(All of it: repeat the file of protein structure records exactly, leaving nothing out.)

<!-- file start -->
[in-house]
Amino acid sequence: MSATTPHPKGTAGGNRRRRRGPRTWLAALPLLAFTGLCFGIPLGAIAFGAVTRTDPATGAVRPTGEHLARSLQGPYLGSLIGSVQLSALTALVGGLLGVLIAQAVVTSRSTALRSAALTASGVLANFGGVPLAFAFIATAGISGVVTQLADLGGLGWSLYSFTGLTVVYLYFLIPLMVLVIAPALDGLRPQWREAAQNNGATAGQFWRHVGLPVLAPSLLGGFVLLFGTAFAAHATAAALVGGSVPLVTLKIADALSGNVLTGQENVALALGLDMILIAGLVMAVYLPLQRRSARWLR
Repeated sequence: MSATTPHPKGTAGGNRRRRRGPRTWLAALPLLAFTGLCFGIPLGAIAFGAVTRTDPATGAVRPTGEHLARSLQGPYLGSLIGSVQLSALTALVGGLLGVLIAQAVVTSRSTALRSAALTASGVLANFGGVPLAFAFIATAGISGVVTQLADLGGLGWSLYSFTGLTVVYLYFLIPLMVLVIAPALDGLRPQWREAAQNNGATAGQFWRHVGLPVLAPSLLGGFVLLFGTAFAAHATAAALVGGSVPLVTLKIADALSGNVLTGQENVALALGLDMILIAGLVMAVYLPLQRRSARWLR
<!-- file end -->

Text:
[in-house]
Amino acid sequence: MSATTPHPKGTAGGNRRRRRGPRTWLAALPLLAFTGLCFGIPLGAIAFGAVTRTDPATGAVRPTGEHLARSLQGPYLGSLIGSVQLSALTALVGGLLGVLIAQAVVTSRSTALRSAALTASGVLANFGGVPLAFAFIATAGISGVVTQLADLGGLGWSLYSFTGLTVVYLYFLIPLMVLVIAPALDGLRPQWREAAQNNGATAGQFWRHVGLPVLAPSLLGGFVLLFGTAFAAHATAAALVGGSVPLVTLKIADALSGNVLTGQENVALALGLDMILIAGLVMAVYLPLQRRSARWLR
Repeated sequence: MSATTPHPKGTAGGNRRRRRGPRTWLAALPLLAFTGLCFGIPLGAIAFGAVTRTDPATGAVRPTGEHLARSLQGPYLGSLIGSVQLSALTALVGGLLGVLIAQAVVTSRSTALRSAALTASGVLANFGGVPLAFAFIATAGISGVVTQLADLGGLGWSLYSFTGLTVVYLYFLIPLMVLVIAPALDGLRPQWREAAQNNGATAGQFWRHVGLPVLAPSLLGGFVLLFGTAFAAHATAAALVGGSVPLVTLKIADALSGNVLTGQENVALALGLDMILIAGLVMAVYLPLQRRSARWLR